Calderas – the supervolcanoes of the USA and beyond

Valles Caldera and Toledo Caldera in north-central New Mexico – Source:

While there are calderas (supervolcanoes) all over the planet, this post will concentrate on those found in the United States. These enormous volcanoes are formed in one of two (2) manners:

  • after an explosive eruption; or
  • when the inside of the volcano collapses after the magma chamber is emptied.
Inside Valles Caldera (September 2019) with the resurgent dome visible to the left.

To differentiate between a caldera and a crater, the following criteria is used by the USGS:

“The size of the depression governs whether we call the geographic feature a caldera or a crater. In general, if a feature is larger than 1.6 kilometers (1.0 miles) in diameter, we call it a caldera, and, if it is smaller, a crater.”

SOURCE: USGS
Aniakchak Caldera – Source: volcanoes.usgs.gov
Image shows example(s) of new calderas that formed within older/larger ones – Source: USGS.gov

Here’s a list of the identified calderas located within the United States:

  • Aniakchak Caldera: Aniakchak National Monument and Preserve, Alaska = 6.4 miles in diameter – partially lake-filled caldera
  • Bachelor Caldera: Colorado = 9.3 miles by 15.5 miles – – formed adjacent to the La Garita Caldera
  • Big Cottonwood Caldera: Nevada = approximately 9.3 miles in diameter
  • Blue Creek Caldera: Idaho= 34.2 miles by 18.6 miles
  • Bonanza Caldera: Colorado
  • Bruneau-Jarbidge Caldera: Idaho
  • Cochetopa Park Caldera: Colorado = approximately 12.4 miles in diameter
  • Crater Lake Caldera on Mount Mazama: Crater Lake National Park, Oregon = 5 miles long by 6 miles wide lake-filled caldera
  • Creede Caldera: Colorado = approximately 7.8 miles in diameter
  • Crooked River Caldera: Oregon= 25 miles by 17 miles
  • Fisher Caldera: Alaska = 6.8 miles by 11 miles
  • Herbert Volcano Caldera: Alaska = 1.2 miles in diameter
  • Henry’s Fork Caldera: Idaho = 18 miles by 23 miles
  • Island Park Caldera: Idaho and Wyoming = 49.7 miles by 40.4 miles
  • Kilauea Caldera: Hawaii = 2.9 miles by 2 miles
  • Kulshan Caldera: northeast of Mt. Baker, Washington – largely filled in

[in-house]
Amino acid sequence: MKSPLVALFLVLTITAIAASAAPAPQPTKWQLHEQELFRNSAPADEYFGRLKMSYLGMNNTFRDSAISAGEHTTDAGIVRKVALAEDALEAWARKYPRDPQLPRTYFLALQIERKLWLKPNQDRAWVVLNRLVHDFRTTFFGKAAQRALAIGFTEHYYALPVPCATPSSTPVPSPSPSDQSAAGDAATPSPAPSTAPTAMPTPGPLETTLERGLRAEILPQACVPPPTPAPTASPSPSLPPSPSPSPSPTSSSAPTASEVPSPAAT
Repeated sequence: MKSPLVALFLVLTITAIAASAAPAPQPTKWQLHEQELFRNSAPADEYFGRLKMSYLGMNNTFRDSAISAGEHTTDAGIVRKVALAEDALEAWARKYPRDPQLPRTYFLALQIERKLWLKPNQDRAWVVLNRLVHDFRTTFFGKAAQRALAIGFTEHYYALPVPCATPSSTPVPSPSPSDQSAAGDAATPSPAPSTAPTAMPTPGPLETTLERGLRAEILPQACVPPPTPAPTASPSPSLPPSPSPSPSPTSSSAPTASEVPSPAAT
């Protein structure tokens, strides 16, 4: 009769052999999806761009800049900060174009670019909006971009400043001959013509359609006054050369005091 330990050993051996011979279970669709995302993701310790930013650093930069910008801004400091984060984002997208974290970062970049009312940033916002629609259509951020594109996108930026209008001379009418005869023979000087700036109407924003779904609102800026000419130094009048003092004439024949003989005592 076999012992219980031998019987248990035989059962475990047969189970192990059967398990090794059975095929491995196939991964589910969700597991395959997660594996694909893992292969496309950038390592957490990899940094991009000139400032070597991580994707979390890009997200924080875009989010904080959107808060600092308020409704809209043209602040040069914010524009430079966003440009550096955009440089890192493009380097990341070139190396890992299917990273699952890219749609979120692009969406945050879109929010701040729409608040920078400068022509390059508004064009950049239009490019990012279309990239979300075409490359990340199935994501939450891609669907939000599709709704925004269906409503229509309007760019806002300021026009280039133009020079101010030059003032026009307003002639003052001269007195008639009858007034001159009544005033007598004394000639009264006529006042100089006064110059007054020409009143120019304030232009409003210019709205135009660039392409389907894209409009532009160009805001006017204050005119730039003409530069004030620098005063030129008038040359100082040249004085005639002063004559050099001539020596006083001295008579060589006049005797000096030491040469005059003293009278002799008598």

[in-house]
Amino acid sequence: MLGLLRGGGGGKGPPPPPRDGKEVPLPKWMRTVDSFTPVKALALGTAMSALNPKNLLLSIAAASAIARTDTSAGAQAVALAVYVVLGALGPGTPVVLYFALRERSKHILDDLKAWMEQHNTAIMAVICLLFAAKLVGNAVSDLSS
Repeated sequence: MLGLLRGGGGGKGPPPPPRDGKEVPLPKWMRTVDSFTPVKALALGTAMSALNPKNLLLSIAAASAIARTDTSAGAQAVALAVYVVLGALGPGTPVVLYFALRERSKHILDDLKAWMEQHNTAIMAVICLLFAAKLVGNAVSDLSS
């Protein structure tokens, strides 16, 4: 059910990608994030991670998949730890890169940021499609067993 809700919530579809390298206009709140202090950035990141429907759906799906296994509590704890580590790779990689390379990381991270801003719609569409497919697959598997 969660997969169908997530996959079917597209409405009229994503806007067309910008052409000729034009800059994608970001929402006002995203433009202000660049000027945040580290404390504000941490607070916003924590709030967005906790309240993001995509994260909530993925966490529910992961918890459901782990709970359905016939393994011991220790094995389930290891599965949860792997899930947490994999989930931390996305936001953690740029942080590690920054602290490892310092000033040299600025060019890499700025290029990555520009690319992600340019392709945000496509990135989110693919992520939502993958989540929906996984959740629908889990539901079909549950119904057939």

• Lake City Caldera: Colorado = 7.5 miles by 9.3 miles – formed with the larger/older Uncompahgre Caldera
  • La Garita Caldera: Colorado – 21.8 miles by 46.6 miles – floor is buried
  • Long Valley Caldera: California = 20 miles by 11 miles
  • Lost Lakes Caldera: Colorado – buried
  • Mahogany Mountain Caldera: Oregon = 12.4 miles by 9.3 miles
  • Makushin Volcano Caldera: Alaska = 1.6 miles by 1.9 miles
  • Marshall Creek Caldera: Colorado
  • Masonic Park Caldera: Colorado
  • McDermitt Caldera: Oregon and Nevada = 28 miles by 22 miles
  • Medicine Lake Volcano: California = 4.3 miles by 7.5 miles
  • Moku’aweoweo Caldera on Mauna Loa: Hawaii = 4 miles by 1.6 miles
  • Mount Emmons Caldera: Alaska = 7 miles by 11 miles
  • Mount Hope Caldera: Colorado – mostly buried
  • Mount Kaguyak Caldera: Alaska = 1.6 mile diameter lake-filled caldera
  • Mount Katmai Caldera: Alaska = 1.9 miles by 2.5 miles
  • Mount Okmok Caldera: Alaska = 9.3 miles in diameter
  • Mount Spurr Caldera: Alaska = 3.1 miles in diameter
  • Mount Veniaminof Caldera: Alaska = 5 miles by 6.8 miles – glacier filled caldera
  • Newberry Volcano: Newberry National Volcanic Monument, Oregon = 75 miles long by 23 miles wide
  • North Pass Caldera: Colorado
  • Platoro Caldera: Colorado = 12.4 miles in diameter
  • San Juan Caldera: Colorado = approximately 10 miles in diameter
  • San Luis Caldera: Colorado = approximately 7.8 miles in diameter
  • Silverton Caldera: Colorado =approximately 7.8 miles in diameter – formed within the larger/older San Juan Caldera
  • South River Caldera: Colorado
  • Summitville Caldera: Colorado = approximately 6.2 miles in diameter – formed within the larger/older Platoro Caldera
  • Three Fingers Caldera: Oregon = 10 miles by 8.1 miles
  • Toledo Caldera: New Mexico = 5.8 miles in diameter – formed adjacent to the larger/older Valles Caldera
  • Tower Mountain Caldera: Oregon = 8.7 miles in diameter
  • Twin Peaks Caldera: Idaho = 12.4 miles in diameter
  • Uncompahgre Caldera: Colorado = approximately 9.3 miles by 6.2 miles
  • Ute Creek Caldera: Colorado – only partially visible
  • Valles Caldera: Valles Caldera National Preserve, New Mexico = 13.7 miles in diameter
  • Virgin Valley Caldera: Nevada = 14 miles in diameter
  • Wildcat Mountain Caldera: Oregon = 10 miles by 6.8 miles
  • Yellowstone Caldera: Wyoming = 43 miles by 28 miles
Valles Caldera from adjacent 10,200′ Cerro Grande – November 2021.

SOURCES:

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